How to boost the bottom line by saving on freight shipping.
April 19, 2017
As you evaluate ways to cut down on costs, you may begin booking freight shipments based on the lowest rates you can find. However, booking shipments based on cost alone could lead to a myriad of issues and unforeseen post-shipment charges.
With cost-savings in mind, here are some steps that should be considered when identifying ways to boost the bottom line:
- Provide good data
- Use proper packaging
- Accurately document shipping information
- Think about the type of location you are shipping to
- Plan ahead
1. Provide good data.
To get the best rates, you should consider working with an online freight service provider. When doing so, it’s critical to provide good data about shipping patterns, commodity, size, frequency, current rates paid, etc. Once this data is obtained by the service provider, a freight spend analysis can be completed to determine the optimal shipping mode (LTL, partial truckload, truckload or rail) and set forth the most competitive price that fits your needs.
There are many factors that play into determining freight rates, but it all starts with good data.
2. Use proper packaging.
Using the right packaging and packaging techniques when shipping freight can minimize damage to the goods and reduce the likelihood that a claim may arise.
As an LTL shipper, you should load your freight onto pallets or in crates prior to sending them off, as this will minimize movement of the goods and reduce the chances of items becoming lost in transit. Intermodal and truckload shipments are handled less than LTL shipments, but packaging is still important. When booking a full trailer shipment, consider blocking and bracing techniques that minimize movement and reduce the chance of damage.
3. Accurately document shipping information.
Preparing and accurately filling out documents and shipping information should never be overlooked. One misstep could result in dollars coming out of your pocket. Examples such as inaccurately notating the freight class of the goods or inaccurate weight could lead to unexpected price adjustments.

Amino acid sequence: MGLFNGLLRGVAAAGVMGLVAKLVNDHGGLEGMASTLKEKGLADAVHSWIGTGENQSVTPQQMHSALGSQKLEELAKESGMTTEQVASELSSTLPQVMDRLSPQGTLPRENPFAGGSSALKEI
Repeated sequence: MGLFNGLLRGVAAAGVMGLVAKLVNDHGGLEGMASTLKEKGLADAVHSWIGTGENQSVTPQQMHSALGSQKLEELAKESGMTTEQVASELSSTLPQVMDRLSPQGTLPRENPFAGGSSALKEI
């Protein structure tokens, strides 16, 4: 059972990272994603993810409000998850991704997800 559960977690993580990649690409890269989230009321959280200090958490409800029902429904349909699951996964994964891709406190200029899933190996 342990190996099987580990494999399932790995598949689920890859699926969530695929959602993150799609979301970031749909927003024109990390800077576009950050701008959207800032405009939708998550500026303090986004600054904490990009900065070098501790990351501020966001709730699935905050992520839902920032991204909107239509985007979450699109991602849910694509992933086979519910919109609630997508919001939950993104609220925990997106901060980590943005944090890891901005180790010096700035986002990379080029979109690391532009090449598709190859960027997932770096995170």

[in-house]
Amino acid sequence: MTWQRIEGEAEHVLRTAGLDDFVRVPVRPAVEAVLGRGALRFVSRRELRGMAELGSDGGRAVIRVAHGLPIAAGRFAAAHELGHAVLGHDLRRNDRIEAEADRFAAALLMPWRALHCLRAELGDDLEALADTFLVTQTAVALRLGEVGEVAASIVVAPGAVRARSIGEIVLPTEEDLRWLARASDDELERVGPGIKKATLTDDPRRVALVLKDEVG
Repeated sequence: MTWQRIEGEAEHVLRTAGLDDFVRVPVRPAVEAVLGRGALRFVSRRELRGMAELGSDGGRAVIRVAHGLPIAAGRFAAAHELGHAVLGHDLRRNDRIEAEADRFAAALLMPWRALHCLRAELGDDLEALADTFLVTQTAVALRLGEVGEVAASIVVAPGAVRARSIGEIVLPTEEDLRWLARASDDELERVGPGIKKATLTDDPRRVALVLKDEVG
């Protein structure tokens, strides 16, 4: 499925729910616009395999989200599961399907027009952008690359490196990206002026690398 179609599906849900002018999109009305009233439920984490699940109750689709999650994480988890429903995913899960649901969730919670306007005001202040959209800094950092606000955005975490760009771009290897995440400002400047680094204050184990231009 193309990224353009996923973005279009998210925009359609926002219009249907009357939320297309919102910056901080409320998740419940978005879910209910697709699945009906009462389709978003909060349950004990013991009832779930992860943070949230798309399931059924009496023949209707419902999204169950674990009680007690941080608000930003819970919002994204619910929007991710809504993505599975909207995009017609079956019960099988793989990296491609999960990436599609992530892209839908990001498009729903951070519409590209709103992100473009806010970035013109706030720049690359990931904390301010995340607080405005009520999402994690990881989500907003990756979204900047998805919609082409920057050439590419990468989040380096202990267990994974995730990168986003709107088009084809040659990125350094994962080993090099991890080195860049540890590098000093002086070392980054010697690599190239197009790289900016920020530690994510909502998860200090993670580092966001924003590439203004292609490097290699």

While the bill of lading (BOL) will be required for any freight shipment, you will need to make sure other documents, like the commercial invoice, are accurately filled out before shipping outside the United States. The commercial invoice describes the particulars of the shipment crossing the border and who is responsible for duties. A holdup in the border crossing could delay your shipment and lead to unhappy customers on the receiving end.
3. Think about the type of location you are shipping to.
When booking freight shipments, you need to consider the type of destination you are sending to. Anything beyond a simple dock pick-up and dock delivery could result in costly accessorials and surcharges when the bill arrives. If you’re shipping to locations such as residences, trade shows, or job sites, be sure to let your carrier know ahead of time so they can make the necessary adjustments and get your shipment delivered without having to overcome unforeseen obstacles.
It’s also very important to ask yourself, “Can a tractor trailer access the dock I’m shipping to?” Neglecting to think about how a 53’ ft. truck can get to a location like a store’s dock behind a strip mall could result in paying more last minute for smaller equipment. To avoid this, ask for “limited access service” when booking, so the carrier will send out a smaller truck.
4. Plan ahead.
At the end of the day, simply planning ahead can pay dividends and boost your bottom line. Waiting until the last minute to think about shipping could be a costly mistake as it will force you to pay more for expedited services or even air freight charges. Having a solid shipping plan in place will open the doors to more affordable options that still meet your deadlines. When planning ahead, be sure to research and identify the shipping windows that create the most profit for your business, or work with an online freight service provider to help you through every step of the shipping process.
Delivering shipments on time can lead to satisfied customers and an improved bottom line. While these aren’t the only cost-saving steps that need to be considered when shipping freight, we believe they are some of the most important.
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